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Vickers v. Luschak

United States District Court, N.D. Texas, Dallas Division

June 19, 2018

RYAN VICKERS Plaintiff,
v.
IGOR LUSCHAK, FREIGHTER, INC., and CONVOY, INC., Defendants.

          MEMORANDUM OPINION AND ORDER

          JANE J. BOYLE UNITED STATES DISTRICT JUDGE

         Before the Court is Plaintiff Ryan Vickers's Motion for Default Judgment. Doc. 12. For the reasons stated below, the Motion is GRANTED in part and DENIED in part.

         I. BACKGROUND

         Ryan Vickers filed this lawsuit against Defendants on December 30, 2017. Doc. 1, Compl. Mr. Vickers alleges that Defendants failed to pay him minimum and overtime wages in violation of the Fair Labor Standards Act, as amended, 29 U.S.C. § 201 et seq. (FLSA). Id. ¶ 23. On January 29, 2018, Mr. Vickers filed a Motion for Substitute Service of Process against Defendants, Doc. 5, which the Court granted, Doc. 6. Substitute service was made on all Defendants on February 3. Docs. 7-9. Defendants neither submitted an answer nor otherwise made an appearance in this case despite having been served.

         On February 27, 2018, Mr. Vickers requested the Clerk enter default judgment against all Defendants, Doc. 10, and the Clerk did so the same day, Doc. 11. On May 23, 2018, Mr. Vickers filed this Motion for Default Judgment, Doc. 12, which is ripe for review.

         II.

         LEGAL STANDARD

         Rule 55 of the Federal Rules of Civil Procedure authorizes the Court to enter a default judgment against a defendant who has failed to plead or otherwise defend upon motion of the plaintiff. Fed.R.Civ.P. 55(b). That being said, “[d]efault judgments are a drastic remedy, not favored by the Federal Rules and resorted to by courts only in extreme situations.” Sun Bank of Ocala v. Pelican Homestead & Sav. Ass'n, 874 F.2d 274, 276 (5th Cir. 1989). A party is not entitled to a default judgment merely because the defendant is technically in default. Ganther v. Ingle, 75 F.3d 207, 212 (5th Cir. 1996). “Rather, a default judgment is generally committed to the discretion of the district court.” United States v. 1998 Freightliner Vin #: 1FUYCZYB3WP886986, 548 F.Supp.2d 381, 384 (W.D. Tex. 2008).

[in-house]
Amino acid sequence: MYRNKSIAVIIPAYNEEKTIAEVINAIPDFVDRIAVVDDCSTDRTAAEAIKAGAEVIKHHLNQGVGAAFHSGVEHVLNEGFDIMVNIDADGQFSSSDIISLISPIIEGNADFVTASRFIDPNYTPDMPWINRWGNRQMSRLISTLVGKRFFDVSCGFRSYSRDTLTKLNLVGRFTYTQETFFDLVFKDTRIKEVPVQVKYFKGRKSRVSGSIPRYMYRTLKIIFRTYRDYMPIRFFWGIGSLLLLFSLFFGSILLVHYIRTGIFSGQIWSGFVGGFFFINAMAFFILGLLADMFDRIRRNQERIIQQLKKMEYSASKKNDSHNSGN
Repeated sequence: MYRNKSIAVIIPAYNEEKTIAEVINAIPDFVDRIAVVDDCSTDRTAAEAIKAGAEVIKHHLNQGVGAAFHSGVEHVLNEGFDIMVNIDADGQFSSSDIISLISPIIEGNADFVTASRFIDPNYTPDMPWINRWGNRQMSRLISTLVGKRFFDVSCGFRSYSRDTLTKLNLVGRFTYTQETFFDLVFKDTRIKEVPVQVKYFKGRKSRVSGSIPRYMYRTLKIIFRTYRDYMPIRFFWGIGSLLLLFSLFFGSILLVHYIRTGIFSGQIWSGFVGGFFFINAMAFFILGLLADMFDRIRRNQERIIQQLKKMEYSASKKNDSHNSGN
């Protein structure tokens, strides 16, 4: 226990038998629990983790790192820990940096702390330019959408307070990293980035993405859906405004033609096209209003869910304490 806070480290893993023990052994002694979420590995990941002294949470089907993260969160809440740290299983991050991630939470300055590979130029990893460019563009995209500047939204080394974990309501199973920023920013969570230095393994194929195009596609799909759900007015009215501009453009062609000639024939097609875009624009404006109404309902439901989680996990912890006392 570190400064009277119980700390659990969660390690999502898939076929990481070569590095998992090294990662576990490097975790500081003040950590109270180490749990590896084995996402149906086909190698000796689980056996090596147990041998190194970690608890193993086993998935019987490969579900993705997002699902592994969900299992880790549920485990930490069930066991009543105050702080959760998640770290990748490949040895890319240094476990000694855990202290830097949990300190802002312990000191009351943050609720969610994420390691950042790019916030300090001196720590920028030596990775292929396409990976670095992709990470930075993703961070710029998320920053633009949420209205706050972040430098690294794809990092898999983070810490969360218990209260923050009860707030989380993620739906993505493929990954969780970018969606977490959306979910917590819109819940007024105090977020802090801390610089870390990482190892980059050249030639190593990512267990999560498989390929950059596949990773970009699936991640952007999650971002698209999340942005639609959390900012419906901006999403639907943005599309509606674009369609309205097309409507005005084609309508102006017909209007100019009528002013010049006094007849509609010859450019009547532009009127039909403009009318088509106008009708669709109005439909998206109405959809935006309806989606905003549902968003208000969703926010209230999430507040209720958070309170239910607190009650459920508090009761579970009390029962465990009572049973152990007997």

In determining whether a default judgment should be entered against a defendant, courts have developed a three-part analysis. Id. First, courts consider whether the entry of default judgment is procedurally warranted. See Lindsey v. Prive Corp., 161 F.3d 886, 893 (5th Cir. 1998). The factors relevant to this inquiry include:

[1] whether material issues of fact are at issue; [2] whether there has been substantial prejudice; [3] whether the grounds for default are clearly established; [4 ]whether the default was caused by a good faith mistake or excusable neglect; [5] the harshness of a default judgment; and [6] whether the court would think itself obliged to set aside the default on the defendant's motion.

Id.

         Second, courts assess the substantive merits of the plaintiff's claims and determine whether there is a sufficient basis in the pleadings for the judgment. See Nishimatsu Constr. Co., Ltd. v. Hous. Nat'l Bank, 515 F.2d 1200, 1206 (5th Cir. 1975)(noting that “default is not treated as an absolute confession by the defendant of his liability and of the plaintiff's right to recover”). In doing so, courts are to assume that due to its default, the defendant admits all well-pleaded facts in the plaintiff's complaint. Id. However, a “defendant is not held to admit facts that are not-well pleaded or to admit conclusions of law.” Id.

         Third, courts determine “what form of relief, if any, the [plaintiff] should receive.” 1998 Freightliner, 548 F.Supp.2d at 384. Normally, damages are not to be awarded without a hearing or a demonstration by detailed affidavits establishing the necessary facts. See United Artists Corp. v. Freeman, 605 F.2d 854, 857 (5th Cir. 1979). But if the amount of damages can be determined with mathematical calculation by reference to the pleadings and supporting documents, a hearing is unnecessary. James v. Frame, 6 F.3d 307, 310 (5th Cir. 1993).

         III.

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